February 20, 2014
Ten telecoms participated, 97 of 98 licences were awarded, and some $5.27 billion has been raised, but not all that much changed as a result of yesterday’s 700 MHz wireless spectrum auction.
While the country’s major wireless companies led the action and obtained most of the available spectrum from Industry Canada’s auction process, one player however has extended its reach outside its home province.
Industry minister James Moore noted that the results mean more choice for Canadians by enabling a fourth wireless player in every region of the country, with the incumbent wireless companies securing spectrum that will enable them to deliver the next generation of wireless devices.
Companies that obtained spectrum will be able to start using these high-quality airwaves to serve their customers by mid-April, he added.
The fourth player to which Minister Moore referred is Quebecor, now poised to offer wireless services in Southern Ontario, Alberta, and British Columbia, as well as its home base in Quebec.
Quebecor Media’s Videotron subsidiary acquired seven operating licences in those provinces.
“The wireless network Videotron launched in the fall of 2010 already has more than 500,000 customers,” stated Robert Depatie, president and CEO of Quebecor Media and CEO of Videotron. “With the high-quality frequencies acquired in this auction, Videotron is now well-equipped to develop its network in the years to come and to continue offering its customers the best in wireless technology.”
The largest telecoms, Rogers, Bell and Telus, acquired the vast majority (89%) of the valuable spectrum, with Rogers leading the way (see table below), and noting it had secured the valuable spectrum it most desired.
“We went into this auction with our customers’ needs front and centre. We believe they want the ultimate video experience and this spectrum will allow us to deliver just that. Not all 700 MHz spectrum in the auction was the same; we secured the beachfront property we wanted. You either want your customers to have the best for the next 20 years or you don’t. As Minister Moore said today, the 700 MHz spectrum is the highest-quality wireless frequency ever auctioned in Canada. This was a clear strategy for the long-term and our customers won,” said Guy Laurence, president and chief executive officer of Rogers Communications.
Many observers and citizen’s lobby groups were less than thrilled with the role “the Big Three” played in the auction.
The Public Interest Advocacy Centre (PIAC) had called upon the government to “set-aside” valuable 700 MHz spectrum in the auction for “new entrants” who would challenge the incumbent wireless providers Bell, Telus and Rogers.
The low frequency 700 MHz licences were highly valued by bidders as this spectrum is well-suited to delivering signals well over long distances meaning it requires less infrastructure to deploy and penetrates structures better than higher frequency bands.
“Despite efforts by the federal government to promote competition, and previous efforts to improve access by competitors to towers and roaming requirements, little has changed with today’s results”, said John Lawford, PIAC’s executive director and general counsel. “We urge the government to use other methods to attempt to address the lack of competition in the Canadian wireless market as consumers in Canada will continue to pay more for wireless than in other countries, at least in the short to medium term.”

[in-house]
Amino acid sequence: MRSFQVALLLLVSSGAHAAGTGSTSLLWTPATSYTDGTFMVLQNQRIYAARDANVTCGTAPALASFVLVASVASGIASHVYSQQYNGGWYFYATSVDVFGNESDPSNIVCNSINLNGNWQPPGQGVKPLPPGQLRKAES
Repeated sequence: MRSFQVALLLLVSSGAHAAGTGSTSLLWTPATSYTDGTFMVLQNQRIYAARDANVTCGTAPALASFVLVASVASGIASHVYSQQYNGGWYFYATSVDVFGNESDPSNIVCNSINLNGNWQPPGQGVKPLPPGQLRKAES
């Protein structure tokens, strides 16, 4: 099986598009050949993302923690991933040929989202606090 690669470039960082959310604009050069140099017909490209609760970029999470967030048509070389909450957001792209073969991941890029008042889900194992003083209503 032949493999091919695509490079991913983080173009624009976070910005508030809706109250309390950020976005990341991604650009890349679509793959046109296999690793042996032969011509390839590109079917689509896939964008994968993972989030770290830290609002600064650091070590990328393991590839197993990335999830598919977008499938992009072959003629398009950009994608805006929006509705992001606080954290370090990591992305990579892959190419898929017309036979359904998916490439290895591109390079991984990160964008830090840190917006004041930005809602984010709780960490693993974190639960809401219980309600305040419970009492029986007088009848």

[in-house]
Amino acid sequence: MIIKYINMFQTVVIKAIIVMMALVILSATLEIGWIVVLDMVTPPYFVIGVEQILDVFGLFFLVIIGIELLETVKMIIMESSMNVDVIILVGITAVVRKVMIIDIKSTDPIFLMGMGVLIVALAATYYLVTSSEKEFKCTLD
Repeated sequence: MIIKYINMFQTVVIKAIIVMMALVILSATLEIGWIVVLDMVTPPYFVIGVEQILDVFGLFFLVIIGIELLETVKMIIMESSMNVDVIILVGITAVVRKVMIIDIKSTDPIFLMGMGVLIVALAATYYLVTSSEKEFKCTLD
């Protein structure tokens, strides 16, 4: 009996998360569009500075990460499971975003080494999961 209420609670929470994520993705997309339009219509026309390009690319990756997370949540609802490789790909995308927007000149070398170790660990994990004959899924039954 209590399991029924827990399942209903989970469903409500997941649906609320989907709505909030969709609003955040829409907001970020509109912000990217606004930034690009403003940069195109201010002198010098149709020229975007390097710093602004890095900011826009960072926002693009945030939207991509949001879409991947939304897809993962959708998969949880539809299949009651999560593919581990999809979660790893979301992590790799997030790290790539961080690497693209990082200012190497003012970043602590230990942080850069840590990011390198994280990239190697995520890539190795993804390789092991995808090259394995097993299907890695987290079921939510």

Those methods include enforcing the new competition-focused policy on spectrum transfers; strengthening the roaming and tower-sharing framework; following through on the government’s promise to cap domestic roaming rates; releasing more licensed and unlicensed spectrum; and creating a more open and predictable environment for foreign investment. PIAC also encourages the Government to ensure that spectrum licence holders use their spectrum throughout their licenced territories, instead of using the licence as an investment to sell to a higher bidder.
“Quebecor’s potential entry into markets outside Quebec looks like it could provide welcome additional cell phone choice for many Canadians,” noted citizen’s lobby group OpenMedia.ca executive director Steve Anderson. “It’s important that Minister Moore make sure Quebecor use their valuable new spectrum to serve Canadians. More choice could be in the cards but the reality is that this auction will not fully address the high wireless prices that are holding our economy and country back. We need rules to ensure all Canadians have a range of affordable, independent options – but right now those independent providers are on life support.”
OpenMedia.ca says this revenue should be reinvested into the country’s digital networks so Canada can catch up to its global counterparts, and tackle what it sees as a growing digital divide and national digital deficit.
Winning bidders have until March 5 to submit 20% of their total final payment.
The remaining 80% of their total final payment is due April 2. The revenue from this auction will be deposited in the Consolidated Revenue Fund.
Another major wireless spectrum auction, for the 2500 MHz band, is scheduled to begin in April 2015. This spectrum is well-suited for addressing demand in more densely populated areas driven by increased smart phone and tablet use and for delivering broadband services to rural Canadians.
Bidder Number of Licences Won Final Price
Rogers 22 $3,291,738,000
Bell 31 $565,705,517
TELUS 30 $1,142,953,484
MTS 1 $8,772,072
SaskTel 1 $7,556,929
Vidéotron 7 $233,328,000
Bragg 4 $20,298,000
Feenix 1 $284,000
Totals 97 $5,270,636,002